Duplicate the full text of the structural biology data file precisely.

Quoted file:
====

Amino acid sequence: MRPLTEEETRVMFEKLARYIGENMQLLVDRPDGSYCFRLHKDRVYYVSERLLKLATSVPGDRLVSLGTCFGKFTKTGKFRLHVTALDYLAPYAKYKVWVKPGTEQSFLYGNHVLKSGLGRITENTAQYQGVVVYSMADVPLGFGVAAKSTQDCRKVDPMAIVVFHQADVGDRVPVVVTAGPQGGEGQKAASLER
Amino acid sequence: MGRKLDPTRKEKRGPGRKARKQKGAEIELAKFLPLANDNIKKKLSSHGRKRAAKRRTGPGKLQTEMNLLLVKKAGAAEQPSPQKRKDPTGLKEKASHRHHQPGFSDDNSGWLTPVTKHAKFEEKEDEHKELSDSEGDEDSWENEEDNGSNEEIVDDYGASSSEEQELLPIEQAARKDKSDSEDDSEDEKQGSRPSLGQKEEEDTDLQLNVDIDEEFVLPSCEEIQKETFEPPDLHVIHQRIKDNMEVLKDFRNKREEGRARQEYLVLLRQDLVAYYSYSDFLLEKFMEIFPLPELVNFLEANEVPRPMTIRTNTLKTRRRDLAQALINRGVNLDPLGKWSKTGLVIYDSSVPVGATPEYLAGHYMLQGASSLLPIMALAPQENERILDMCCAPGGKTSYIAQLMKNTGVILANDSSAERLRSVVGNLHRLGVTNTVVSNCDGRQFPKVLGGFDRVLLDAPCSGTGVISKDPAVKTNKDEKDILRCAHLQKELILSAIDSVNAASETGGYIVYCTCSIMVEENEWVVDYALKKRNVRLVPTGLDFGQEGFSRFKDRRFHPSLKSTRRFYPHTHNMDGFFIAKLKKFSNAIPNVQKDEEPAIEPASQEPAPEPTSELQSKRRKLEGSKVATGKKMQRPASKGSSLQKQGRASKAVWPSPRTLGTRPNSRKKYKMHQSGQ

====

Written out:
Amino acid sequence: MRPLTEEETRVMFEKLARYIGENMQLLVDRPDGSYCFRLHKDRVYYVSERLLKLATSVPGDRLVSLGTCFGKFTKTGKFRLHVTALDYLAPYAKYKVWVKPGTEQSFLYGNHVLKSGLGRITENTAQYQGVVVYSMADVPLGFGVAAKSTQDCRKVDPMAIVVFHQADVGDRVPVVVTAGPQGGEGQKAASLER
Amino acid sequence: MGRKLDPTRKEKRGPGRKARKQKGAEIELAKFLPLANDNIKKKLSSHGRKRAAKRRTGPGKLQTEMNLLLVKKAGAAEQPSPQKRKDPTGLKEKASHRHHQPGFSDDNSGWLTPVTKHAKFEEKEDEHKELSDSEGDEDSWENEEDNGSNEEIVDDYGASSSEEQELLPIEQAARKDKSDSEDDSEDEKQGSRPSLGQKEEEDTDLQLNVDIDEEFVLPSCEEIQKETFEPPDLHVIHQRIKDNMEVLKDFRNKREEGRARQEYLVLLRQDLVAYYSYSDFLLEKFMEIFPLPELVNFLEANEVPRPMTIRTNTLKTRRRDLAQALINRGVNLDPLGKWSKTGLVIYDSSVPVGATPEYLAGHYMLQGASSLLPIMALAPQENERILDMCCAPGGKTSYIAQLMKNTGVILANDSSAERLRSVVGNLHRLGVTNTVVSNCDGRQFPKVLGGFDRVLLDAPCSGTGVISKDPAVKTNKDEKDILRCAHLQKELILSAIDSVNAASETGGYIVYCTCSIMVEENEWVVDYALKKRNVRLVPTGLDFGQEGFSRFKDRRFHPSLKSTRRFYPHTHNMDGFFIAKLKKFSNAIPNVQKDEEPAIEPASQEPAPEPTSELQSKRRKLEGSKVATGKKMQRPASKGSSLQKQGRASKAVWPSPRTLGTRPNSRKKYKMHQSGQ